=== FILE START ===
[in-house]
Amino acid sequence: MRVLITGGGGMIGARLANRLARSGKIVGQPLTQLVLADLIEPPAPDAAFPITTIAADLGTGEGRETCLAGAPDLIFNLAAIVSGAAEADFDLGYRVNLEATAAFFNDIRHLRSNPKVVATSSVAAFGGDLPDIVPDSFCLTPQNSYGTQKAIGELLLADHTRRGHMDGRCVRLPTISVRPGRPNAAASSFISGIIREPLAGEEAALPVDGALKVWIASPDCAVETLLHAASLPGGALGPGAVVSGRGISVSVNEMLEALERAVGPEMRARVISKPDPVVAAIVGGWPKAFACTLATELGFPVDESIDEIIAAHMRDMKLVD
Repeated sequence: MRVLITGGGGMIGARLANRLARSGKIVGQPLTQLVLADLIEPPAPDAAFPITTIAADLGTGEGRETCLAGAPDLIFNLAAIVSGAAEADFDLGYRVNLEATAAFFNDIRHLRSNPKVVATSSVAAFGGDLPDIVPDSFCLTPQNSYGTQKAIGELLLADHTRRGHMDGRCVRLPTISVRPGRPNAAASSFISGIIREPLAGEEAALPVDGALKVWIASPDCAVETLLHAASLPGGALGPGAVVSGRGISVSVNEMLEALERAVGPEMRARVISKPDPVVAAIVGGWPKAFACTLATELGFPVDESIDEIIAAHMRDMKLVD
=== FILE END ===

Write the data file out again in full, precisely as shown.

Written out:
[in-house]
Amino acid sequence: MRVLITGGGGMIGARLANRLARSGKIVGQPLTQLVLADLIEPPAPDAAFPITTIAADLGTGEGRETCLAGAPDLIFNLAAIVSGAAEADFDLGYRVNLEATAAFFNDIRHLRSNPKVVATSSVAAFGGDLPDIVPDSFCLTPQNSYGTQKAIGELLLADHTRRGHMDGRCVRLPTISVRPGRPNAAASSFISGIIREPLAGEEAALPVDGALKVWIASPDCAVETLLHAASLPGGALGPGAVVSGRGISVSVNEMLEALERAVGPEMRARVISKPDPVVAAIVGGWPKAFACTLATELGFPVDESIDEIIAAHMRDMKLVD
Repeated sequence: MRVLITGGGGMIGARLANRLARSGKIVGQPLTQLVLADLIEPPAPDAAFPITTIAADLGTGEGRETCLAGAPDLIFNLAAIVSGAAEADFDLGYRVNLEATAAFFNDIRHLRSNPKVVATSSVAAFGGDLPDIVPDSFCLTPQNSYGTQKAIGELLLADHTRRGHMDGRCVRLPTISVRPGRPNAAASSFISGIIREPLAGEEAALPVDGALKVWIASPDCAVETLLHAASLPGGALGPGAVVSGRGISVSVNEMLEALERAVGPEMRARVISKPDPVVAAIVGGWPKAFACTLATELGFPVDESIDEIIAAHMRDMKLVD